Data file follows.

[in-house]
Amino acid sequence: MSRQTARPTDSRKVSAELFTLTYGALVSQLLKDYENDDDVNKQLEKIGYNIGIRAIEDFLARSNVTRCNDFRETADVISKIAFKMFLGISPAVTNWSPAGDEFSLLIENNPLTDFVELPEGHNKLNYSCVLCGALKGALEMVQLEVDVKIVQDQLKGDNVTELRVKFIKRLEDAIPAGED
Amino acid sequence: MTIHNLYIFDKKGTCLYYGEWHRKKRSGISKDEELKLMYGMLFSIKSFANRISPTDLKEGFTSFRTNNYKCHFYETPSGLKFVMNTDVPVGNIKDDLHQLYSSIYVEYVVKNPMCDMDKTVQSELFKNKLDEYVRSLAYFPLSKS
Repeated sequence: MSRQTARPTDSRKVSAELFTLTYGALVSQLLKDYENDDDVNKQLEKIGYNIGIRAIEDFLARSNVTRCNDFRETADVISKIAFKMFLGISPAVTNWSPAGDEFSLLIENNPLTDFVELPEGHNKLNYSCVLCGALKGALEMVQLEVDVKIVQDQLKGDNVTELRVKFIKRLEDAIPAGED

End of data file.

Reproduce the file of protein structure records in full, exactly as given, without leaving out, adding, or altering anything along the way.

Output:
[in-house]
Amino acid sequence: MSRQTARPTDSRKVSAELFTLTYGALVSQLLKDYENDDDVNKQLEKIGYNIGIRAIEDFLARSNVTRCNDFRETADVISKIAFKMFLGISPAVTNWSPAGDEFSLLIENNPLTDFVELPEGHNKLNYSCVLCGALKGALEMVQLEVDVKIVQDQLKGDNVTELRVKFIKRLEDAIPAGED
Amino acid sequence: MTIHNLYIFDKKGTCLYYGEWHRKKRSGISKDEELKLMYGMLFSIKSFANRISPTDLKEGFTSFRTNNYKCHFYETPSGLKFVMNTDVPVGNIKDDLHQLYSSIYVEYVVKNPMCDMDKTVQSELFKNKLDEYVRSLAYFPLSKS
Repeated sequence: MSRQTARPTDSRKVSAELFTLTYGALVSQLLKDYENDDDVNKQLEKIGYNIGIRAIEDFLARSNVTRCNDFRETADVISKIAFKMFLGISPAVTNWSPAGDEFSLLIENNPLTDFVELPEGHNKLNYSCVLCGALKGALEMVQLEVDVKIVQDQLKGDNVTELRVKFIKRLEDAIPAGED